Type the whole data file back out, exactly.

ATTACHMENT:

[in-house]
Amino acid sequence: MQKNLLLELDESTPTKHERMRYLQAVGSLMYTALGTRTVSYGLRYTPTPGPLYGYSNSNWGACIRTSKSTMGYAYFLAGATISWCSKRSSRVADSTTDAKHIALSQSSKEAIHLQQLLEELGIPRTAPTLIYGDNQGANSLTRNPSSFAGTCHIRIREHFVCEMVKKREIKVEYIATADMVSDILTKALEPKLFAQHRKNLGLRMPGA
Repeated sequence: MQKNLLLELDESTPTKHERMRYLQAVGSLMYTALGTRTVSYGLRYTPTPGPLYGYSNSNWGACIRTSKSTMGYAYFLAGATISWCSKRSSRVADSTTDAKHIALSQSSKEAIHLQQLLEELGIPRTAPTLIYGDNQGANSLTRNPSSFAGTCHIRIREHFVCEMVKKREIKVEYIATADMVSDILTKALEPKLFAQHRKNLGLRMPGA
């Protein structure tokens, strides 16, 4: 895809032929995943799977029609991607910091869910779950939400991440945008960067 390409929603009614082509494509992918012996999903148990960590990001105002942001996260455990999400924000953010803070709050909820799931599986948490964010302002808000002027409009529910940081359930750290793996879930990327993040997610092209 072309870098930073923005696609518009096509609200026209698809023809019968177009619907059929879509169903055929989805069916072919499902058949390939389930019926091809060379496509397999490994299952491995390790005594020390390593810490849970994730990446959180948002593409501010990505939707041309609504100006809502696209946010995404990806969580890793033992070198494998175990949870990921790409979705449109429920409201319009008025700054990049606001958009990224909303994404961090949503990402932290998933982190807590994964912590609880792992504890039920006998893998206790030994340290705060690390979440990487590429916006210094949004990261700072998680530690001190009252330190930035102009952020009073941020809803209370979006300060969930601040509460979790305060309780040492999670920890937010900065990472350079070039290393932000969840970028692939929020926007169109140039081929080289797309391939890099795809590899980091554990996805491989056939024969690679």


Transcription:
[in-house]
Amino acid sequence: MQKNLLLELDESTPTKHERMRYLQAVGSLMYTALGTRTVSYGLRYTPTPGPLYGYSNSNWGACIRTSKSTMGYAYFLAGATISWCSKRSSRVADSTTDAKHIALSQSSKEAIHLQQLLEELGIPRTAPTLIYGDNQGANSLTRNPSSFAGTCHIRIREHFVCEMVKKREIKVEYIATADMVSDILTKALEPKLFAQHRKNLGLRMPGA
Repeated sequence: MQKNLLLELDESTPTKHERMRYLQAVGSLMYTALGTRTVSYGLRYTPTPGPLYGYSNSNWGACIRTSKSTMGYAYFLAGATISWCSKRSSRVADSTTDAKHIALSQSSKEAIHLQQLLEELGIPRTAPTLIYGDNQGANSLTRNPSSFAGTCHIRIREHFVCEMVKKREIKVEYIATADMVSDILTKALEPKLFAQHRKNLGLRMPGA
């Protein structure tokens, strides 16, 4: 895809032929995943799977029609991607910091869910779950939400991440945008960067 390409929603009614082509494509992918012996999903148990960590990001105002942001996260455990999400924000953010803070709050909820799931599986948490964010302002808000002027409009529910940081359930750290793996879930990327993040997610092209 072309870098930073923005696609518009096509609200026209698809023809019968177009619907059929879509169903055929989805069916072919499902058949390939389930019926091809060379496509397999490994299952491995390790005594020390390593810490849970994730990446959180948002593409501010990505939707041309609504100006809502696209946010995404990806969580890793033992070198494998175990949870990921790409979705449109429920409201319009008025700054990049606001958009990224909303994404961090949503990402932290998933982190807590994964912590609880792992504890039920006998893998206790030994340290705060690390979440990487590429916006210094949004990261700072998680530690001190009252330190930035102009952020009073941020809803209370979006300060969930601040509460979790305060309780040492999670920890937010900065990472350079070039290393932000969840970028692939929020926007169109140039081929080289797309391939890099795809590899980091554990996805491989056939024969690679």